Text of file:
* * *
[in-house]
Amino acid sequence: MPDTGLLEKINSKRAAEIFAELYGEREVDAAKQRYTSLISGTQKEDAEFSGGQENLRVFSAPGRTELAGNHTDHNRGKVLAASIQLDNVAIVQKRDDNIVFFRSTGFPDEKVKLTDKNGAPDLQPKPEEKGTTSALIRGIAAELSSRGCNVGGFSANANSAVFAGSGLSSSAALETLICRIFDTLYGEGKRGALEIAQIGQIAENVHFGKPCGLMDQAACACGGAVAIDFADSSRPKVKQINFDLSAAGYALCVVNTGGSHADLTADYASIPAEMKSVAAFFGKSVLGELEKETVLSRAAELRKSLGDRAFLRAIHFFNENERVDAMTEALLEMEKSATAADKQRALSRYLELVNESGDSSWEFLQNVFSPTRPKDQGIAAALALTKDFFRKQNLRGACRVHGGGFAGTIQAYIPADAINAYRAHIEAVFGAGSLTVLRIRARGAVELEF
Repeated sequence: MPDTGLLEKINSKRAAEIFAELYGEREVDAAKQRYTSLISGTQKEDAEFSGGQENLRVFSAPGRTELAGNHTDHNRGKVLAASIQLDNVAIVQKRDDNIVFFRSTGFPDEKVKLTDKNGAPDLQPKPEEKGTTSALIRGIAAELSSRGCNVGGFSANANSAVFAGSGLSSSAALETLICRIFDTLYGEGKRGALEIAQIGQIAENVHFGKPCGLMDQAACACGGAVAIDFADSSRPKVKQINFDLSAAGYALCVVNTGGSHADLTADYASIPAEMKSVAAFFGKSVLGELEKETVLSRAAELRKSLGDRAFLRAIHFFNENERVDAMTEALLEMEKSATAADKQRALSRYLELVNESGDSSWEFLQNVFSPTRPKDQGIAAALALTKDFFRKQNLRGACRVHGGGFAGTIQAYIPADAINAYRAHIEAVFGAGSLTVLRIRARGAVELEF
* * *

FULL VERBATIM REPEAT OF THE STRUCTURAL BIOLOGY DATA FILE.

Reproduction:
[in-house]
Amino acid sequence: MPDTGLLEKINSKRAAEIFAELYGEREVDAAKQRYTSLISGTQKEDAEFSGGQENLRVFSAPGRTELAGNHTDHNRGKVLAASIQLDNVAIVQKRDDNIVFFRSTGFPDEKVKLTDKNGAPDLQPKPEEKGTTSALIRGIAAELSSRGCNVGGFSANANSAVFAGSGLSSSAALETLICRIFDTLYGEGKRGALEIAQIGQIAENVHFGKPCGLMDQAACACGGAVAIDFADSSRPKVKQINFDLSAAGYALCVVNTGGSHADLTADYASIPAEMKSVAAFFGKSVLGELEKETVLSRAAELRKSLGDRAFLRAIHFFNENERVDAMTEALLEMEKSATAADKQRALSRYLELVNESGDSSWEFLQNVFSPTRPKDQGIAAALALTKDFFRKQNLRGACRVHGGGFAGTIQAYIPADAINAYRAHIEAVFGAGSLTVLRIRARGAVELEF
Repeated sequence: MPDTGLLEKINSKRAAEIFAELYGEREVDAAKQRYTSLISGTQKEDAEFSGGQENLRVFSAPGRTELAGNHTDHNRGKVLAASIQLDNVAIVQKRDDNIVFFRSTGFPDEKVKLTDKNGAPDLQPKPEEKGTTSALIRGIAAELSSRGCNVGGFSANANSAVFAGSGLSSSAALETLICRIFDTLYGEGKRGALEIAQIGQIAENVHFGKPCGLMDQAACACGGAVAIDFADSSRPKVKQINFDLSAAGYALCVVNTGGSHADLTADYASIPAEMKSVAAFFGKSVLGELEKETVLSRAAELRKSLGDRAFLRAIHFFNENERVDAMTEALLEMEKSATAADKQRALSRYLELVNESGDSSWEFLQNVFSPTRPKDQGIAAALALTKDFFRKQNLRGACRVHGGGFAGTIQAYIPADAINAYRAHIEAVFGAGSLTVLRIRARGAVELEF